Review: The Great Gatsby – F. Scott Fitzgerald

The Great Gatsby – F. Scott Fitzgerald

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Title: The Great Gatsby

Author: F. Scott Fitzgerald

Release Date: September 30, 2004

Publisher: Scribner

Format: Paperback

Page Number: 180

Source: Bookstore

In 1922, F. Scott Fitzgerald announced his decision to write “somethingnew–something extraordinary and beautiful and simple and intricately patterned.” That extraordinary, beautiful, intricately patterned, and above all, simple novel became The Great Gatsby, arguably Fitzgerald’s finest work and certainly the book for which he is best known. A portrait of the Jazz Age in all of its decadence and excess, Gatsby captured the spirit of the author’s generation and earned itself a permanent place in American mythology. Self-made, self-invented millionaire Jay Gatsby embodies some of Fitzgerald’s–and his country’s–most abiding obsessions: money, ambition, greed, and the promise of new beginnings. “Gatsby believed in the green light, the orgiastic future that year by year recedes before us. It eluded us then, but that’s no matter–tomorrow we will run faster, stretch out our arms farther…. And one fine morning–” Gatsby’s rise to glory and eventual fall from grace becomes a kind of cautionary tale about the American Dream.

It’s also a love story, of sorts, the narrative of Gatsby’s quixotic passion for Daisy Buchanan. The pair meet five years before the novel begins, when Daisy is a legendary young Louisville beauty and Gatsby an impoverished officer. They fall in love, but while Gatsby serves overseas, Daisy marries the brutal, bullying, but extremely rich Tom Buchanan. After the war, Gatsby devotes himself blindly to the pursuit of wealth by whatever means–and to the pursuit of Daisy, which amounts to the same thing. “Her voice is full of money,” Gatsby says admiringly, in one of the novel’s more famous descriptions. His millions made, Gatsby buys a mansion across Long Island Sound from Daisy’s patrician East Egg address, throws lavish parties, and waits for her to appear. When she does, events unfold with all the tragic inevitability of a Greek drama, with detached, cynical neighbor Nick Carraway acting as chorus throughout. Spare, elegantly plotted, and written in crystalline prose,The Great Gatsby is as perfectly satisfying as the best kind of poem.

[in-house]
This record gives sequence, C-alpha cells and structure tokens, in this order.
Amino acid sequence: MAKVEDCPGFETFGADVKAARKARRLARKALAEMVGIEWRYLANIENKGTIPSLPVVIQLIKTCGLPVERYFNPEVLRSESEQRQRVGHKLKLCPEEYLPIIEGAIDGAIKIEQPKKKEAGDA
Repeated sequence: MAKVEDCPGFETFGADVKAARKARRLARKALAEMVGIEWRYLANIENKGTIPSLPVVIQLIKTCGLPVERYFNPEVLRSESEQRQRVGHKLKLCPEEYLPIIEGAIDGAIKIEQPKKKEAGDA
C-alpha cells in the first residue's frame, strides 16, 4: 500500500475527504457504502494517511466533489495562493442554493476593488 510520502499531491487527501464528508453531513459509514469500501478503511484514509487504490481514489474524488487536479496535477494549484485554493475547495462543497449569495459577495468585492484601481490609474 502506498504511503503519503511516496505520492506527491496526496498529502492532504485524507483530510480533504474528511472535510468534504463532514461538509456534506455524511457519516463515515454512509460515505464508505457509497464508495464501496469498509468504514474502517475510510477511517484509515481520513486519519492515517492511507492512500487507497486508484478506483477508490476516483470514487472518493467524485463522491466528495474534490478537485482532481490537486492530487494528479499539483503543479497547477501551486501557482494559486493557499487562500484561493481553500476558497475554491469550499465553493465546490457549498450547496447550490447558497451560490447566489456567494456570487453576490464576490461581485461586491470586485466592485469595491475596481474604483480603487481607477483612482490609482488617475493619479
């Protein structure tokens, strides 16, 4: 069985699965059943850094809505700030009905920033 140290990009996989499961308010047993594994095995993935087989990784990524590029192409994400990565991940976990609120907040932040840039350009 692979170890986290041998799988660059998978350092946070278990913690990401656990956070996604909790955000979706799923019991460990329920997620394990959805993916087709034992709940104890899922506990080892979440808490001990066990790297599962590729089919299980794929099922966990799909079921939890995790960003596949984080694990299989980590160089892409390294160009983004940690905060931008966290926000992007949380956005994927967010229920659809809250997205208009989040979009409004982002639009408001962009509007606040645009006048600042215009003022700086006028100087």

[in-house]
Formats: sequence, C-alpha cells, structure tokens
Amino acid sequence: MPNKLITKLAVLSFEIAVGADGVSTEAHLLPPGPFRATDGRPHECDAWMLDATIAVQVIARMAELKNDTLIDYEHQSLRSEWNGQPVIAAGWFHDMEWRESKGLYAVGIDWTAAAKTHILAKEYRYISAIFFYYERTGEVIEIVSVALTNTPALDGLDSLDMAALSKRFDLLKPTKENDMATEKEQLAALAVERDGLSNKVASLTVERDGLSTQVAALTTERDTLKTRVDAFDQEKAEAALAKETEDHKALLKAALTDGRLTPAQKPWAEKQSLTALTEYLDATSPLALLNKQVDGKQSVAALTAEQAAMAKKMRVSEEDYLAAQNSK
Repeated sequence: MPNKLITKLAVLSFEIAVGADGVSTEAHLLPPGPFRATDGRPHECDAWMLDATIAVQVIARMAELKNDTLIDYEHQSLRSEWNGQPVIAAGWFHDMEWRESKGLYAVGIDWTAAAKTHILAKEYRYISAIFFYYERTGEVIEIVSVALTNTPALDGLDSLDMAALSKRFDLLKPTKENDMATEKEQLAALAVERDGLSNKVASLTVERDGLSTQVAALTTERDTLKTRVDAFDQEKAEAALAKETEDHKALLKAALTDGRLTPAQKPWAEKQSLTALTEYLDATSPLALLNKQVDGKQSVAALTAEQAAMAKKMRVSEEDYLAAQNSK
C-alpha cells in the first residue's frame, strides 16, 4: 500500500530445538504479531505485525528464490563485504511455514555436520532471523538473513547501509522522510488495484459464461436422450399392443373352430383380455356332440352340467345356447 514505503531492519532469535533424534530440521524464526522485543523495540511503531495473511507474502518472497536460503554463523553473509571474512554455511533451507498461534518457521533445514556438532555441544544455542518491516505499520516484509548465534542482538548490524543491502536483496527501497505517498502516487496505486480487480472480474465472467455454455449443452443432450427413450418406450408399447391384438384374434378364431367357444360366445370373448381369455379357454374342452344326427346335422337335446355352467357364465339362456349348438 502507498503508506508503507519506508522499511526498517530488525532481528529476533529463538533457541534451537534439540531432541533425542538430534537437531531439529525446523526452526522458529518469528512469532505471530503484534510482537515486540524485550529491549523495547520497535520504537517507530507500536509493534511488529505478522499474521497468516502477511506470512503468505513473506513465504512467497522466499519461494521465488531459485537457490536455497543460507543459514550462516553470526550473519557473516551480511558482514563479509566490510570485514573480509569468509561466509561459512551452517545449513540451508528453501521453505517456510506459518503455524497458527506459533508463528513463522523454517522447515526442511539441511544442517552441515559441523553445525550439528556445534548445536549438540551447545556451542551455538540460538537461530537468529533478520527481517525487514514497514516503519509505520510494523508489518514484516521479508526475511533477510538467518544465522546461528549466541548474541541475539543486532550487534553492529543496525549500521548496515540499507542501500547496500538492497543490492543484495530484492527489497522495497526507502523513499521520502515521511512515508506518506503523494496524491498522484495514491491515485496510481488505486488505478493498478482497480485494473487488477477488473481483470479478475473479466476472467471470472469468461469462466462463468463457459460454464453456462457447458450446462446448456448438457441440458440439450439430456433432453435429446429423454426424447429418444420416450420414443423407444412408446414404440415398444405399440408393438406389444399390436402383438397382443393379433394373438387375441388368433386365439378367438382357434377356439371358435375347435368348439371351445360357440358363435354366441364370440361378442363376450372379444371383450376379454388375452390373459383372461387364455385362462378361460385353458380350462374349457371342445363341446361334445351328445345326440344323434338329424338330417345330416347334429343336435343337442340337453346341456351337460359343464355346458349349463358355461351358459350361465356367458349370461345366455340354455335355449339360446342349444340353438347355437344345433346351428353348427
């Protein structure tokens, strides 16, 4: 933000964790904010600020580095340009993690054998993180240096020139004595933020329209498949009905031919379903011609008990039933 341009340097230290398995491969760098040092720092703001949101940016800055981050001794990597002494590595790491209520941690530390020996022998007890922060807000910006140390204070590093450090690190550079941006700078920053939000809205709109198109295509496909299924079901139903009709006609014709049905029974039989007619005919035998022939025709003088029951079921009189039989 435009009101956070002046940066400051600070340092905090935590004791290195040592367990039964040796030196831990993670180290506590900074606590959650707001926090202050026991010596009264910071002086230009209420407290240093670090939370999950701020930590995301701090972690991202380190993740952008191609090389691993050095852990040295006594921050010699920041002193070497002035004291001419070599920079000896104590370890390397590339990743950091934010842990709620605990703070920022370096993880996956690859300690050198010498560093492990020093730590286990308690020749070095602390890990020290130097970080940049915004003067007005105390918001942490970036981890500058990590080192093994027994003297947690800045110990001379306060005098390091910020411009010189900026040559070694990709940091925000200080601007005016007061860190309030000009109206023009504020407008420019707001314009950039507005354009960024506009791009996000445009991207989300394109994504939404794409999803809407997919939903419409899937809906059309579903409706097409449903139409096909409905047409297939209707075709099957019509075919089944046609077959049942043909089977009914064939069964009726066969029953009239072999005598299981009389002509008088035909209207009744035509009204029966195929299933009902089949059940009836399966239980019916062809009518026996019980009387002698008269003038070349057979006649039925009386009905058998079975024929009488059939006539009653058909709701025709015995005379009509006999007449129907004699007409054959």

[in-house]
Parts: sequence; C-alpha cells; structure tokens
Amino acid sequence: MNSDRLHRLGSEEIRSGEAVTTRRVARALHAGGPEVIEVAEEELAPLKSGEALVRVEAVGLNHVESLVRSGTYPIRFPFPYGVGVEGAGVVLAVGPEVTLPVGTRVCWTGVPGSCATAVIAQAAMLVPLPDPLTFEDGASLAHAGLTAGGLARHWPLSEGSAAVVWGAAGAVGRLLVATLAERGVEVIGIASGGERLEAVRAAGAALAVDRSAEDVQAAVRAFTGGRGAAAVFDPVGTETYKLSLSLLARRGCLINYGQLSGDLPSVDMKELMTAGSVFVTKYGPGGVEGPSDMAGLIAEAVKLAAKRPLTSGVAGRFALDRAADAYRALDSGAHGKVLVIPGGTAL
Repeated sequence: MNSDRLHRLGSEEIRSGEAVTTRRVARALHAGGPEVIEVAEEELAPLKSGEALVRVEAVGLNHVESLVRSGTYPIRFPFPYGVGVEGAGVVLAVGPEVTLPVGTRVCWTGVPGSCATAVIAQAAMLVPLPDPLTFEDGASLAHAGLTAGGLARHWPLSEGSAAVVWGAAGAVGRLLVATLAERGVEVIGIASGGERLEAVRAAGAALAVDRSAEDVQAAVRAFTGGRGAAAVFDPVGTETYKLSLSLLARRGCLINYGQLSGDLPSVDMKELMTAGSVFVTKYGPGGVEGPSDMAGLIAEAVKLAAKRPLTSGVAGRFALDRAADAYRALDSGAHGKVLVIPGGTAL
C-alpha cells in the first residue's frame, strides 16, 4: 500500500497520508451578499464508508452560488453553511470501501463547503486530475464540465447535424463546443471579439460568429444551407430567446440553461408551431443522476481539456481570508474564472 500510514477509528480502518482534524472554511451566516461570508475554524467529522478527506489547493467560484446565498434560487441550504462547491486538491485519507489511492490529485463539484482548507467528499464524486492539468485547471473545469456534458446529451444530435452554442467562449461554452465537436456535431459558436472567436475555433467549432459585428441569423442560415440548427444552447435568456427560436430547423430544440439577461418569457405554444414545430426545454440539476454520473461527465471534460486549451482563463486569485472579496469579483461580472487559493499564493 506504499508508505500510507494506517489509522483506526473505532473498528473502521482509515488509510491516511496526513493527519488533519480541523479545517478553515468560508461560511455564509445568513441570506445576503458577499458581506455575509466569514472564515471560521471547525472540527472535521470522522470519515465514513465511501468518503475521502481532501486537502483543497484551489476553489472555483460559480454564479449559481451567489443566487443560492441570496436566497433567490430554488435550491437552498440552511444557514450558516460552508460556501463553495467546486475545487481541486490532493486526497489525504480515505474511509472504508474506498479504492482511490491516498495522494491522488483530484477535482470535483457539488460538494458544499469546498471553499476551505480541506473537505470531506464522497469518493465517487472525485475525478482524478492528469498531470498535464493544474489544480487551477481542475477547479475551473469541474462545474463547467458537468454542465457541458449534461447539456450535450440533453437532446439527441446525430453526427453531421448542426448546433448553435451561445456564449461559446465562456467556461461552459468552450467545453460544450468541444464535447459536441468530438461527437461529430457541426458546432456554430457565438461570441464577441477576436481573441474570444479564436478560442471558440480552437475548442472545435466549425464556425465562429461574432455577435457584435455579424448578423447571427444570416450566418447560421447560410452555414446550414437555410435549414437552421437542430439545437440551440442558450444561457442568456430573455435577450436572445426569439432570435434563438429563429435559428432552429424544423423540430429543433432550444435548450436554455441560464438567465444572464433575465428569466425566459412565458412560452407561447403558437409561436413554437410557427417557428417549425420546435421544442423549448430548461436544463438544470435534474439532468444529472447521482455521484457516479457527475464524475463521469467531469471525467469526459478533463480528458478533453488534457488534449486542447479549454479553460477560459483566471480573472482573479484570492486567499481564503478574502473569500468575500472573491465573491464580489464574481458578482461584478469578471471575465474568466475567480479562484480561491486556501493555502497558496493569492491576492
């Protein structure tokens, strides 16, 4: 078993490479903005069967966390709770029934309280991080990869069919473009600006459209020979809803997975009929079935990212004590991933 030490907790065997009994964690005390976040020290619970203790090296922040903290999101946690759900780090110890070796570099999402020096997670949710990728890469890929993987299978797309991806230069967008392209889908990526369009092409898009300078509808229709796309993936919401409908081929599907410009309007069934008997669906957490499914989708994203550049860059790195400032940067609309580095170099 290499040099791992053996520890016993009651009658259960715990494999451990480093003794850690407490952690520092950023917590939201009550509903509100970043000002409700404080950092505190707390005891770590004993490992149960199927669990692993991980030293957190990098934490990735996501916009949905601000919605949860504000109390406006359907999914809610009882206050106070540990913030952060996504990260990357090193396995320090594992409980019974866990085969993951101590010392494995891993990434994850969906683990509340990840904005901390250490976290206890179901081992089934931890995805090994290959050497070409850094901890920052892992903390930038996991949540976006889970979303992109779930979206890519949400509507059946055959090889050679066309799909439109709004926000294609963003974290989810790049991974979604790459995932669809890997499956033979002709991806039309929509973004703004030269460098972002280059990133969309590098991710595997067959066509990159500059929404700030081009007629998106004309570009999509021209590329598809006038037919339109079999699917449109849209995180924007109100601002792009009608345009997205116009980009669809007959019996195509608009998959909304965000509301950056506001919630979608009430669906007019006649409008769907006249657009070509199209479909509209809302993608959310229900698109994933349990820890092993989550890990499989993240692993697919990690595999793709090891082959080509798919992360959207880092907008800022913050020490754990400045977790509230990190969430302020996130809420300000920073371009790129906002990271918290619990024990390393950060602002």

3 out of 5 stars

Plot:

Nick moves in next to the man who throws the parties, Jay Gatsby. Mr. Gatsby lives in a mansion across the water from Daisy Buchanan. This is no coincidence. Gatsby has been in love with Daisy since 1919 before he left for war. Daisy loved Jay Gatsby as well, but thought he died when he was at war. She fell for another man, married, and had a daughter. Jay comes back, but doesn’t tell Daisy. He builds a crazy huge mansion across the lake from her and throws huge parties every weekend in the hope that she’ll wander through his doors. She never does, but he sees her another way. Nick Carraway is Daisy’s cousin. Is it coincidental that Nick moved in right next to Gatsby? Maybe only F. Scott Fitzgerald will know. Nick is asked by Gatsby to have Daisy over for tea so he can see his one true love, Daisy Buchanan.

I honestly was only following this because I’ve seen the movie so many times. This book is really confusing. It takes multiple paragraphs to tell something that could be said in one sentence. I was expecting to love this book and be blown away, but I was kind of let down. I know so many people LOVE and rave about this book, but I’m not a huge fan. I love the movie. I love that era and the music and the fashion. I feel that I would have appreciated reading it more if I would have read it with classmates in school.

Characters:

Gatsby is a cool guy,but he’s so full of himself! He was asking way too much of Daisy when he told her to tell her husband that she never loved him and that she only loved Gatsby himself. That’s a ridiculous thing to ask! She didn’t even know he was alive, of course she fell in love again. Daisy was honestly my favorite, but she was whiny. I feel like during that time women were viewed as weak and whiny, though. I think she embodied being girly, but also having strong will and strong character.

Who Would I Be?:

I love Daisy. I would choose to be her. She’s kind of irritating, but she lived in a beautiful house, she was a stunning woman and she got to live in that time period. I love the Great Gatsby era. I honestly believe I was born in the wrong time.

 

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